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Student Disinterest: Is it Curable?


Voice of Experience

What happens when students "check out" of the learning process? Is it an educator's job to re-engage them? If so, how can that be accomplished? This week, educator Brenda Dyck reflects on some ways to tackle the sticky problem of student disinterest. Included: Practical ideas from middle-level teachers, plus links to additional articles on the subject!

Disinterested students -- they are easy to spot! They meander into class, drop their books, and slide into semi-reclining positions at their desks. Indifference is written all over their faces -- and all over the work they do.

Meanwhile, teachers scratch their heads and huddle together, trying to make sense of the lack of pride and drive those students show. We wonder if motivation can be taught and we speculate on whether inspiring students is really part of our jobs.

All of us secretly hope that a tonic will be discovered to fix what ails those students; and we pray (outside of school, of course) that the disease is not contagious.

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Students check out of the learning process for a variety of reasons -- including poor self-esteem, being under- or over-challenged by the curriculum, turmoil at home, boredom, or illness. Most educators, however, are always seeking concrete ways to re-engage those disinterested students in the learning process. Following are some fresh ideas and words of wisdom I've gathered from my colleagues on the MiddleWeb Listserv.

Turn Their Weaknesses Into Strengths

  • Work with what you've got. Middle-schoolers flourish in herds -- it's the nature of the beast. Group projects and an abundance of lunch-hour and after-school clubs will meet those students' need to be part of a group.
  • Create projects that tap into their innate desire to make a difference in their world. Check out the a few of the many Service Learning Web Resources available or connect learning themes to such social justice topics as famine, child labor, and children's rights.
  • This generation loves to interact. Capitalize on that by integrating instant messaging (MSN) and online bulletin boards into your assignments. They'll be so busy writing that they won't even realize they're learning!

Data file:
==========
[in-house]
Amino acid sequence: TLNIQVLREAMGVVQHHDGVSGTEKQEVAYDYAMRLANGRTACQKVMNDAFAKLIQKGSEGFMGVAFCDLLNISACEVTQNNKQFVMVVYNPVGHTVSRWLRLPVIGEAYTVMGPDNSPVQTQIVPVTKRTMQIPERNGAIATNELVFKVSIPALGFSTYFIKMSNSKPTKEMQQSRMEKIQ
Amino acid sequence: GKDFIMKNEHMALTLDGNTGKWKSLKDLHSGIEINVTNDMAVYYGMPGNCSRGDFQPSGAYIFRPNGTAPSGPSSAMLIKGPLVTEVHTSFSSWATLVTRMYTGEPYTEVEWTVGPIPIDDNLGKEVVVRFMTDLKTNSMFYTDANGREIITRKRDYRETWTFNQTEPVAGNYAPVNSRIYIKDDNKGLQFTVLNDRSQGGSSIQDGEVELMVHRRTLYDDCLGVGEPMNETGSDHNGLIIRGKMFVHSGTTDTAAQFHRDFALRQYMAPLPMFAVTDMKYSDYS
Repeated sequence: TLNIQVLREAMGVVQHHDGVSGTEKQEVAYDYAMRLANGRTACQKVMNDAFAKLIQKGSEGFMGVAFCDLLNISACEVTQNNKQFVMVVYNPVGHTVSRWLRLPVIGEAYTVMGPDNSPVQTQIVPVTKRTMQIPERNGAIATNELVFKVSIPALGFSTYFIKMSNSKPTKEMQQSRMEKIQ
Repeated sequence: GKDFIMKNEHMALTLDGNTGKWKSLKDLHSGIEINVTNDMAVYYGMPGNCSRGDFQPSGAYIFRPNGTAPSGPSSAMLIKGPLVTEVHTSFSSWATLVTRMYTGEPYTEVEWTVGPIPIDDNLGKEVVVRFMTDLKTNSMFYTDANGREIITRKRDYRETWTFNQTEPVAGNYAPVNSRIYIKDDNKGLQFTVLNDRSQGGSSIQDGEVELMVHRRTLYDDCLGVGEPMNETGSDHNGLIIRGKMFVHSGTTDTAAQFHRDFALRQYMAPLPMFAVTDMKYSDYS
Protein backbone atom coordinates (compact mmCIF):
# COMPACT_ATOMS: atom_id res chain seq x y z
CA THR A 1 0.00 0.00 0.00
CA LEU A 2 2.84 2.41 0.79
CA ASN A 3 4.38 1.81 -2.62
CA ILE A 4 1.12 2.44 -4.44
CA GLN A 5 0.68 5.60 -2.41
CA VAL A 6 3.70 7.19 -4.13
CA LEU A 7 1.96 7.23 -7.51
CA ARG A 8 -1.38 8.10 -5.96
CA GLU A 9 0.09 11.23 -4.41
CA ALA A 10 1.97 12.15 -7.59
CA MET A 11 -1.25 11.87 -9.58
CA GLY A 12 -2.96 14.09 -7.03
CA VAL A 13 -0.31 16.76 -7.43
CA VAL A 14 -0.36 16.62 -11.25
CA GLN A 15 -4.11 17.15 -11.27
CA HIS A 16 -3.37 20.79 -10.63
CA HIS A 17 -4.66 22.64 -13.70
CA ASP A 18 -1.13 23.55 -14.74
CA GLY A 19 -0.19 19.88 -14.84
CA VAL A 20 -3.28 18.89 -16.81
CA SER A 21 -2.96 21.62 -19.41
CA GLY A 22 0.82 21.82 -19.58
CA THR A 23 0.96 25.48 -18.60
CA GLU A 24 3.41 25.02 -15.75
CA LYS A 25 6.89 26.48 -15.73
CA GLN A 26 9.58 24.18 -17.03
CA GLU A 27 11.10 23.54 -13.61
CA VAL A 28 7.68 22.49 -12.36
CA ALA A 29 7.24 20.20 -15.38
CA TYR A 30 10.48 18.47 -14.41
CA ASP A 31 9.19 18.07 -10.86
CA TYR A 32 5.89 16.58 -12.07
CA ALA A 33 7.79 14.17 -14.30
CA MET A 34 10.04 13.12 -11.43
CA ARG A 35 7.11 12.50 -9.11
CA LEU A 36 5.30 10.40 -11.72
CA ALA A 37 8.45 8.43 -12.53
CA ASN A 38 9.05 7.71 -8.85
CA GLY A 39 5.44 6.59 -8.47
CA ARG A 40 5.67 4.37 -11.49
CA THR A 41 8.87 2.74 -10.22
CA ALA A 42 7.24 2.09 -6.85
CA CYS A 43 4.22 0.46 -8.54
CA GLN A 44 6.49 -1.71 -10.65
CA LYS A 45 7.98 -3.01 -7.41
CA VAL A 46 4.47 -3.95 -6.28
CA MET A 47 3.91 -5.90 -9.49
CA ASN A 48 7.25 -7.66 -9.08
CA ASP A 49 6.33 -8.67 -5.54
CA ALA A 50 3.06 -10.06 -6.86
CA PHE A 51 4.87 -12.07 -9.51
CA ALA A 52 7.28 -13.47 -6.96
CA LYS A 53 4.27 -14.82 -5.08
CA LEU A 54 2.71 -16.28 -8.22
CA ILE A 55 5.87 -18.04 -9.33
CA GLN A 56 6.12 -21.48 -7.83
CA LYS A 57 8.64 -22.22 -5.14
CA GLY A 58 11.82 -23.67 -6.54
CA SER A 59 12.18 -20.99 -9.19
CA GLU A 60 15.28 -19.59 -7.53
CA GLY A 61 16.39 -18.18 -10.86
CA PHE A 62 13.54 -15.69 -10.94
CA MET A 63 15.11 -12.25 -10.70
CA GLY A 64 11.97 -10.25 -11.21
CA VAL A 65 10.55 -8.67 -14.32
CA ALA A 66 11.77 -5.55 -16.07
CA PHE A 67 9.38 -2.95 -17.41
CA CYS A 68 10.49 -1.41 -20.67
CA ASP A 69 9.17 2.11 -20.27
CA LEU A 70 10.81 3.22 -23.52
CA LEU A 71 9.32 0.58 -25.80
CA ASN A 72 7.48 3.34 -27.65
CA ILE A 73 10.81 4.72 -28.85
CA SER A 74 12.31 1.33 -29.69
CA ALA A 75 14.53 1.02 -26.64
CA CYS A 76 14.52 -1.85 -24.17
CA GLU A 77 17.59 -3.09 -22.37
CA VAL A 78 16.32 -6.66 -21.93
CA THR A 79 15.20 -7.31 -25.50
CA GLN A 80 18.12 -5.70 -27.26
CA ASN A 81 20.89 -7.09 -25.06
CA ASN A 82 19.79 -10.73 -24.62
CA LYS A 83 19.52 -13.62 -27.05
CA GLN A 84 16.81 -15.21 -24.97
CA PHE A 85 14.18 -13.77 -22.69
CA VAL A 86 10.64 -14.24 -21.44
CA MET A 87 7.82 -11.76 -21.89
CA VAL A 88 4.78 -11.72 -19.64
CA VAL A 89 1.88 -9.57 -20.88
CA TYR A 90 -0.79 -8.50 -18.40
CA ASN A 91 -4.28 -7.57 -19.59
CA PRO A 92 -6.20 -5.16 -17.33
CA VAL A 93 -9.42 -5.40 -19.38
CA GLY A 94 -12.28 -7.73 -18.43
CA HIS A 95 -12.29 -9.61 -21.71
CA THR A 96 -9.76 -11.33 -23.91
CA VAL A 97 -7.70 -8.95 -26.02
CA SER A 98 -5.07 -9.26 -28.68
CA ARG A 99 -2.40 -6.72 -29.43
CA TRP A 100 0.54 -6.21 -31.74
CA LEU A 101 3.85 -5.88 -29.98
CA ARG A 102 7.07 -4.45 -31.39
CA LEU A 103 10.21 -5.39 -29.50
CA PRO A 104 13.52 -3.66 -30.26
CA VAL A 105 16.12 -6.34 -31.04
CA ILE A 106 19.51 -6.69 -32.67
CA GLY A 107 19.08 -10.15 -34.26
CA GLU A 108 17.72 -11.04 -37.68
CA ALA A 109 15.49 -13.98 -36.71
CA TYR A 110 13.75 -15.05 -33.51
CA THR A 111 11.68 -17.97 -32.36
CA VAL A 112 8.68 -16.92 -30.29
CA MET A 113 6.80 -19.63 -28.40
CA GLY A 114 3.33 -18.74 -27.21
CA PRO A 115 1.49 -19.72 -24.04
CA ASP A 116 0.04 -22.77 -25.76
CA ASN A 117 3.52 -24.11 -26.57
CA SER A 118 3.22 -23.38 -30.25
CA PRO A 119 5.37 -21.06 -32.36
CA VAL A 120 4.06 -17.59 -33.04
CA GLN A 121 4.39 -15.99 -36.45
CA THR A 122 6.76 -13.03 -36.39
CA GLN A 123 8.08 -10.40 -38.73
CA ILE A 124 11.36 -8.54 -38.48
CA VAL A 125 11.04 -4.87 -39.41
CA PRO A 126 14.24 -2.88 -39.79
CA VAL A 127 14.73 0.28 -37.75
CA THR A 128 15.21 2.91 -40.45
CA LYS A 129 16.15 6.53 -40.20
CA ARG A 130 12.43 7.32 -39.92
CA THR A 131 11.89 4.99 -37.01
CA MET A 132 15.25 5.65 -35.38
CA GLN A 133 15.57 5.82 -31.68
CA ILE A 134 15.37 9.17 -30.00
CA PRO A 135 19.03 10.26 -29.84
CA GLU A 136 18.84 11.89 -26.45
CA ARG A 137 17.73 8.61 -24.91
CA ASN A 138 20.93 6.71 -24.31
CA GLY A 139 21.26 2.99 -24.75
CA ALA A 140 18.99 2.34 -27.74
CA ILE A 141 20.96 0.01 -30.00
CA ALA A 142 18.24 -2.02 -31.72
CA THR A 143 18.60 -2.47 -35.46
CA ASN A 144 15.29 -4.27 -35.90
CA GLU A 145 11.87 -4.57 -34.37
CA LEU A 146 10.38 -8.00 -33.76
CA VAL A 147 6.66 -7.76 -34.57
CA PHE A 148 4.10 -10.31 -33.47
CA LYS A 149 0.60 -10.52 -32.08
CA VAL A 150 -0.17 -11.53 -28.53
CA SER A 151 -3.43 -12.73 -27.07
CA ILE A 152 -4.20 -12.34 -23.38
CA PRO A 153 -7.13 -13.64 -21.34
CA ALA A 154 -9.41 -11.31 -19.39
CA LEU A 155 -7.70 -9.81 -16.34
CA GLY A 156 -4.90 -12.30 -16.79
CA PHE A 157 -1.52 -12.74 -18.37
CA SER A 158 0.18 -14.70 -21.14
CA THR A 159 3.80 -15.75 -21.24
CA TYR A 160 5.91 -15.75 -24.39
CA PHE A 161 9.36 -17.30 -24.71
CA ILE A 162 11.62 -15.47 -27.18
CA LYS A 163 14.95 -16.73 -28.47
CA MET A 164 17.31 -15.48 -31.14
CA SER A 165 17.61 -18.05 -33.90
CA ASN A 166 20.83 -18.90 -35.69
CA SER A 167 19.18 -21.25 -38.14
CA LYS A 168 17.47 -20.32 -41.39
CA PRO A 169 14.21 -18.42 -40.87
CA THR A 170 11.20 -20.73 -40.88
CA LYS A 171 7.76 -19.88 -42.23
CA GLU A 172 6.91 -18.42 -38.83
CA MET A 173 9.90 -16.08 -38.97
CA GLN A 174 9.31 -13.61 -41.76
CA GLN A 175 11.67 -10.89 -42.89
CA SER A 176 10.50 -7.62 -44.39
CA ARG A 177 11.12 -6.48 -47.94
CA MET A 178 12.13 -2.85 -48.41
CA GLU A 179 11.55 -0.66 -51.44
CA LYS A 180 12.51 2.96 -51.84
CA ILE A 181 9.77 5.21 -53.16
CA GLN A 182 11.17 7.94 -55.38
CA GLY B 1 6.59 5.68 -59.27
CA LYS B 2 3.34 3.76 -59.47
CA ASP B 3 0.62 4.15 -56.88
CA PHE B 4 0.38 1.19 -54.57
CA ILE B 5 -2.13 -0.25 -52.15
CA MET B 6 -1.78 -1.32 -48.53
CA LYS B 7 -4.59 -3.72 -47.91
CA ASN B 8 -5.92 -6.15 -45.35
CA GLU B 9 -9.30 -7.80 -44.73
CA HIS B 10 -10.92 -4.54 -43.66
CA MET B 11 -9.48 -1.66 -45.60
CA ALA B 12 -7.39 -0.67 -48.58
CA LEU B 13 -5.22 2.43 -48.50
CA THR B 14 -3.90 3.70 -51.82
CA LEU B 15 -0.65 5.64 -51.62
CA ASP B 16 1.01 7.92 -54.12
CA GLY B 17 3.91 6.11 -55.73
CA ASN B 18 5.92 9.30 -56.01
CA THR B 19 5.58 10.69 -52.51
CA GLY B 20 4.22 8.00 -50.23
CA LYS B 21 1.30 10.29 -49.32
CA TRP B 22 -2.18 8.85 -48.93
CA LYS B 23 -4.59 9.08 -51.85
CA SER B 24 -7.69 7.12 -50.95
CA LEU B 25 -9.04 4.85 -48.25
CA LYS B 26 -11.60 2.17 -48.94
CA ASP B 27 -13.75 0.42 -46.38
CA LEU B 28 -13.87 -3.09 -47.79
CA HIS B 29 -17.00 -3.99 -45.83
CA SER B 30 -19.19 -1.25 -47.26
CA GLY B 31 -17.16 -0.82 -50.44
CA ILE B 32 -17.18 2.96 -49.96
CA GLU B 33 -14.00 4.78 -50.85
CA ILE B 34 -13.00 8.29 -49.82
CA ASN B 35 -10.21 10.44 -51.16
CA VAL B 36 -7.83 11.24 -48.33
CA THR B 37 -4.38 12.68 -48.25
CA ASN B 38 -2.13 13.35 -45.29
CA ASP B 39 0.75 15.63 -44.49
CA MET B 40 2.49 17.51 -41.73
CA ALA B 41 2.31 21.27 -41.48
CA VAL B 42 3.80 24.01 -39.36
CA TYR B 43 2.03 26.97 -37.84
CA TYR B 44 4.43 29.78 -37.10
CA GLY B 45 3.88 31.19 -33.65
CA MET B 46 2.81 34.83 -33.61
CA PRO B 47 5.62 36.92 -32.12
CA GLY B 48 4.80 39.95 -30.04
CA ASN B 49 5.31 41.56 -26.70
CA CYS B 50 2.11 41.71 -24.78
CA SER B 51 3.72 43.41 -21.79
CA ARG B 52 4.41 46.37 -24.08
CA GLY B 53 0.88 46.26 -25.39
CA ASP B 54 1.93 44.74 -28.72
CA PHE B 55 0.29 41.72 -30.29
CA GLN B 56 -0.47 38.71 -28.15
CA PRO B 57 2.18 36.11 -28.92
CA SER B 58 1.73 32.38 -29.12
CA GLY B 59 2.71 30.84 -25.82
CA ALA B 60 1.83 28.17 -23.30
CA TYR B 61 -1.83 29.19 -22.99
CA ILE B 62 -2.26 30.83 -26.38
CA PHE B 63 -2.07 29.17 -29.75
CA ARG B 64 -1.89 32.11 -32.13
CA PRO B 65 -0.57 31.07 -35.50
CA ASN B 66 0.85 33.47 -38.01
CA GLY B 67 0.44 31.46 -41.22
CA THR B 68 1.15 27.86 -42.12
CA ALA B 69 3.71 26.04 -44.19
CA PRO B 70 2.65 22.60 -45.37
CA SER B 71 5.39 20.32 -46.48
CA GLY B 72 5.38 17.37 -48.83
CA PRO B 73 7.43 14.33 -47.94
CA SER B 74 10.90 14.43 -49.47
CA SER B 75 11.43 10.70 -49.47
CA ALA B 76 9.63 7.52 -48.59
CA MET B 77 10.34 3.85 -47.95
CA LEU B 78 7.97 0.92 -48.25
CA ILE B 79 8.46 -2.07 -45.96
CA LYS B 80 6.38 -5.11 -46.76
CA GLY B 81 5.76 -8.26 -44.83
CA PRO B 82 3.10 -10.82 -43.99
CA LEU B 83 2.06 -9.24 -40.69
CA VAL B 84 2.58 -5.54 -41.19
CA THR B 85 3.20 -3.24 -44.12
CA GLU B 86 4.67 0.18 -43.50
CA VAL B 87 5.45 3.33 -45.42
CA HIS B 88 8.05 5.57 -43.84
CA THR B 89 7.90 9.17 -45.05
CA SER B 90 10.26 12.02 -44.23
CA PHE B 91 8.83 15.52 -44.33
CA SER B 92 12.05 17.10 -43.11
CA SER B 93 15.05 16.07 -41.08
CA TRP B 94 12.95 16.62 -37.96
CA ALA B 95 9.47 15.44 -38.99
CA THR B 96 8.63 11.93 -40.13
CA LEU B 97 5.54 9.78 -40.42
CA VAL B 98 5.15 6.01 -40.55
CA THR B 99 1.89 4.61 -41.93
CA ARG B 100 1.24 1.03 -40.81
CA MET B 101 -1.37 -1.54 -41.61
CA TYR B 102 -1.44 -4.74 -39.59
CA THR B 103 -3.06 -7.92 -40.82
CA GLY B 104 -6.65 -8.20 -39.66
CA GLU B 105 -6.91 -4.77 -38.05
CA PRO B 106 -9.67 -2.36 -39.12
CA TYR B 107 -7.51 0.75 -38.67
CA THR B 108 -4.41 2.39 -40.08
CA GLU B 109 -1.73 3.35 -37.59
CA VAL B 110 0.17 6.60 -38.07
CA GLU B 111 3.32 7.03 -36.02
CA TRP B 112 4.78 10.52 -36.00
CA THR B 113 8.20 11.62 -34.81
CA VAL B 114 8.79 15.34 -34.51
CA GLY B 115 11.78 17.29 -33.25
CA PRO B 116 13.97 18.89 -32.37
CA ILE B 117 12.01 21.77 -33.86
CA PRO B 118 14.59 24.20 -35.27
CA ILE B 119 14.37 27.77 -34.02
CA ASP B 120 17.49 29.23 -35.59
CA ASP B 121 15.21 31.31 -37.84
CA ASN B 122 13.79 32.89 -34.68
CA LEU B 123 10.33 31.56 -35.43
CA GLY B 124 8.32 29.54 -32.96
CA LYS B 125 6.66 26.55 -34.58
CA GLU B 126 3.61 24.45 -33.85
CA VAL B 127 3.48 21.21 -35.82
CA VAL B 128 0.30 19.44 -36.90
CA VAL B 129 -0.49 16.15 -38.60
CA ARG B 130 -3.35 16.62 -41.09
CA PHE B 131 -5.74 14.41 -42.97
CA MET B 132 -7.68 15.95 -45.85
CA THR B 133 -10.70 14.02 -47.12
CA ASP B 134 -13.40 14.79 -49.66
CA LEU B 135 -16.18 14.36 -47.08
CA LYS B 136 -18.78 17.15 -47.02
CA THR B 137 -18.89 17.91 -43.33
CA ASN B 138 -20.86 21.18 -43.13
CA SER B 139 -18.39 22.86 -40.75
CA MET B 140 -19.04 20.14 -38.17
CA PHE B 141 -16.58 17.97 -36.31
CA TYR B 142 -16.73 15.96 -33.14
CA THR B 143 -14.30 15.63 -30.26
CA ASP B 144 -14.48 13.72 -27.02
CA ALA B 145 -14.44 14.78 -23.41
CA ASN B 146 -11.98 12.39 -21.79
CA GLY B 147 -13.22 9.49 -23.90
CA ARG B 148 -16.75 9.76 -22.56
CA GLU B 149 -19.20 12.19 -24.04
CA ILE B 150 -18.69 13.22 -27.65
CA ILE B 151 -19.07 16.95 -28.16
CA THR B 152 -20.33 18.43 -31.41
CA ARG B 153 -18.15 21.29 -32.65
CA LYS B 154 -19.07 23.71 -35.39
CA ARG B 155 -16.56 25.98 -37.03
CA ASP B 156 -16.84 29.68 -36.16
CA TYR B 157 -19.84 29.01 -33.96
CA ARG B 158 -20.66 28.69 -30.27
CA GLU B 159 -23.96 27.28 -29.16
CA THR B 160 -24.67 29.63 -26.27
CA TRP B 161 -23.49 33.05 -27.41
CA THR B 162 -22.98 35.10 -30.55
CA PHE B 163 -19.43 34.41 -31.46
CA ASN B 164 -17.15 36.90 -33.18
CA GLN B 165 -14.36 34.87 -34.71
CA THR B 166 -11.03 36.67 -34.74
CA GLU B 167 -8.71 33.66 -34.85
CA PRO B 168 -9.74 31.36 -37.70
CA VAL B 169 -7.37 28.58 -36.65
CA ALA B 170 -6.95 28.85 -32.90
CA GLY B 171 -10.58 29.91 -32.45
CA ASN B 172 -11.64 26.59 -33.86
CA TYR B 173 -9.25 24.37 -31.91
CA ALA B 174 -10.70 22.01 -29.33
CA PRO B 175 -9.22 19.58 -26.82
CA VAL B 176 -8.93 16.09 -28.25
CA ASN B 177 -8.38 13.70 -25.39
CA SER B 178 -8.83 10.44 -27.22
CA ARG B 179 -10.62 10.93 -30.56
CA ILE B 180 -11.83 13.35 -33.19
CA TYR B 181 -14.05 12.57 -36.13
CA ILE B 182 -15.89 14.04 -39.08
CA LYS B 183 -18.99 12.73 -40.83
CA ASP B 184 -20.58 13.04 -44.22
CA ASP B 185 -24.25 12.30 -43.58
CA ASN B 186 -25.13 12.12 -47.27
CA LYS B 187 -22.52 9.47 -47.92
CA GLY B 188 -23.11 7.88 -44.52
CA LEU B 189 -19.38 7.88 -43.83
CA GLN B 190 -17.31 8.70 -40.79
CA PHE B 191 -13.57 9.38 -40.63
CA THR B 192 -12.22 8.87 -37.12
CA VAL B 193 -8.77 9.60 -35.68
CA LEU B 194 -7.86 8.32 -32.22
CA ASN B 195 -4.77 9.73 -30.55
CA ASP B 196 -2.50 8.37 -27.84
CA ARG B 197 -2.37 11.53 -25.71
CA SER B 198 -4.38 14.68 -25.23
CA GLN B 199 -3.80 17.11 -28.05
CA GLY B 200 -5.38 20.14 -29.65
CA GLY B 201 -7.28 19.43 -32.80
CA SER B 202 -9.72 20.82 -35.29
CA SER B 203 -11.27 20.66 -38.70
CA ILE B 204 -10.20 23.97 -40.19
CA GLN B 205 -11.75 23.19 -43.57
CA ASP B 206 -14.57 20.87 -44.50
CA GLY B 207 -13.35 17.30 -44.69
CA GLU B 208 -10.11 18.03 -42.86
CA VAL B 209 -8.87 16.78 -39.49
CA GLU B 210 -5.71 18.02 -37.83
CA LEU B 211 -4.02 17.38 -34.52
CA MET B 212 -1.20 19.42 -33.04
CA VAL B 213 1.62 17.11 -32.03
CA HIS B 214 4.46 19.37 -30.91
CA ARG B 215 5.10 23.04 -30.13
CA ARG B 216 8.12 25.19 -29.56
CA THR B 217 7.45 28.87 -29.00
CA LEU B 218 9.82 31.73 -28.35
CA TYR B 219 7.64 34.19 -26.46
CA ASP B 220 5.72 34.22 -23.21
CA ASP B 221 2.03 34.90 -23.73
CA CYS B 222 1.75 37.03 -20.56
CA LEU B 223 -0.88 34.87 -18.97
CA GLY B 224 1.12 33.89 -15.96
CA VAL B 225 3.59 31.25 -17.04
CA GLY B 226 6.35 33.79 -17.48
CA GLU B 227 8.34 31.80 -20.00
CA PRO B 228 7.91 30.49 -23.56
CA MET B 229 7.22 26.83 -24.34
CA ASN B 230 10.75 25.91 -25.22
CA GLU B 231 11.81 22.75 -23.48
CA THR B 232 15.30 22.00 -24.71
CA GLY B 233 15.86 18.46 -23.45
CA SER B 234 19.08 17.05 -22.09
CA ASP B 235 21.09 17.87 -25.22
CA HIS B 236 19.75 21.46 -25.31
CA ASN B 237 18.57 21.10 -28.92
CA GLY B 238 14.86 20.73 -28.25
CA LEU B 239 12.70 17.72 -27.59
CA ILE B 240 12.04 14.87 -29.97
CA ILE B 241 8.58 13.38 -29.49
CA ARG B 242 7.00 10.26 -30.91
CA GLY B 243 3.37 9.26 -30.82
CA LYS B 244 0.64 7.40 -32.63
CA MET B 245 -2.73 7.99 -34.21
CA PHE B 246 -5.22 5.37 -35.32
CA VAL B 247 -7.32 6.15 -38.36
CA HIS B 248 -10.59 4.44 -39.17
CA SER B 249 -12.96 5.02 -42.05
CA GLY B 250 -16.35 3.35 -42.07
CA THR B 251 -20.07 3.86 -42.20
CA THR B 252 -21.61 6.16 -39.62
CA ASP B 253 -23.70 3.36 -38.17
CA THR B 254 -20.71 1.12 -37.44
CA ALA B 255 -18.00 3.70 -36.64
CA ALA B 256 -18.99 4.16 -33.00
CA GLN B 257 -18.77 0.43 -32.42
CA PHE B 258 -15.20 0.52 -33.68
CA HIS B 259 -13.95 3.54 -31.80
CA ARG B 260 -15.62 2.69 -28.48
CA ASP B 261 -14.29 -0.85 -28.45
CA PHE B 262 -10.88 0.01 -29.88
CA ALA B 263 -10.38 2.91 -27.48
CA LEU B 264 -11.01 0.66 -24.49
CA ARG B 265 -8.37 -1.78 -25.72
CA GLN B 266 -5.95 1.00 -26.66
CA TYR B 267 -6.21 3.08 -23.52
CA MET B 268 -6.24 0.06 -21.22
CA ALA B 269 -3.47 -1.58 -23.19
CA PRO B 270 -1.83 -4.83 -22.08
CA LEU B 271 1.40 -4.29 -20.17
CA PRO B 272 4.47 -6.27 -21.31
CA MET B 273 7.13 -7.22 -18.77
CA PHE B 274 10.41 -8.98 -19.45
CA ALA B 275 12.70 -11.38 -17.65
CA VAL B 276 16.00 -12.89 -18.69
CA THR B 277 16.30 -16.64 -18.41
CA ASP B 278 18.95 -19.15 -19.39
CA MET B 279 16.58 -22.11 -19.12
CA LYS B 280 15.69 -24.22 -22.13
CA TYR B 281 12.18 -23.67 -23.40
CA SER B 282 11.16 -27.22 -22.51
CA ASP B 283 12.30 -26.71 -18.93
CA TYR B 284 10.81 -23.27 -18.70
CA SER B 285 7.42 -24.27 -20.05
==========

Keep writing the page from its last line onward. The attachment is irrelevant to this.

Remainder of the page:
Engage Students in Participation

  • Enlist students' opinions whenever possible. Involve them in the creation of assignment rubrics. Frequently seek their feedback concerning what is happening in your classroom.
  • Provide plenty of opportunities for student choice in the way they learn and in the ways they are allowed to demonstrate what they know. That will encourage them to take more ownership of their learning. Acquaint yourself with Howard Gardner's work in multiple intelligences and be open to project work that goes beyond the traditional.

A Thought to Ponder

"The educational equivalent to location, location, location,' is motivation, motivation, motivation,' for motivation is probably the most significant factor educators can target in order to improve learning."

That quote, written by Diane Walker in "The Art and Craft of Motivating Students," reminds me that motivating my students is more than a good thing to do it actually is part of my job.
Reward Them!
  • Create a bulletin board headlined "Great Moments in Room 32." If you see a student doing something thoughtful or kind, write it down on an index card and hang it up on the board.
  • Create a bulletin board that shouts "Stupendous Students." Let students choose the work they are most proud of to display.

Make Sure Structures Are in Place

  • Communicate clear, reachable expectations. Routinely provide benchmarks and rubrics at the beginning of an assignment, so students know what they have to do to achieve.
  • Do whatever you have to do to help students meet your learning expectations for them. If reading 100 minutes a week at home is a turn-off for a disinterested student, start with 50 minutes and work up gradually. Students will be encouraged to make an effort if they know you are willing to work with them.

Meet Their Emotional Needs

  • Consider publishing student work online. Nothing seems to motivate students quite as much as knowing their work will have an extended audience.
  • Encourage administrators to make a special effort to work with troublesome students. They can offer extra love and support, a sincere "How are you doing?" in the morning, an extra hug when they need a time out, maybe even a trip to McDonald's at the end of a successful week.
  • Ensure that learning is meaningful to the student. Whenever possible, make connections between the curriculum and their lives. Doing so will enhance their interest and make the learning (and teaching) easier.
  • Teacher energy and enthusiasm can be significant to getting disinterested students engaged in learning. Nothing is quite as captivating as a teacher who is continually on the brink of new learning discoveries -- students can't help being enticed to jump on board for the learning ride ahead!

Brenda Dyck teaches at Master's Academy and College in Calgary, Alberta (Canada). In addition to teaching sixth grade math, Brenda works with her staff in the area of technology integration. Her "Electronic Thread" column is a regular feature in the National Middle School Association's Journal, Middle Ground. Brenda is a teacher-editor for Midlink magazine.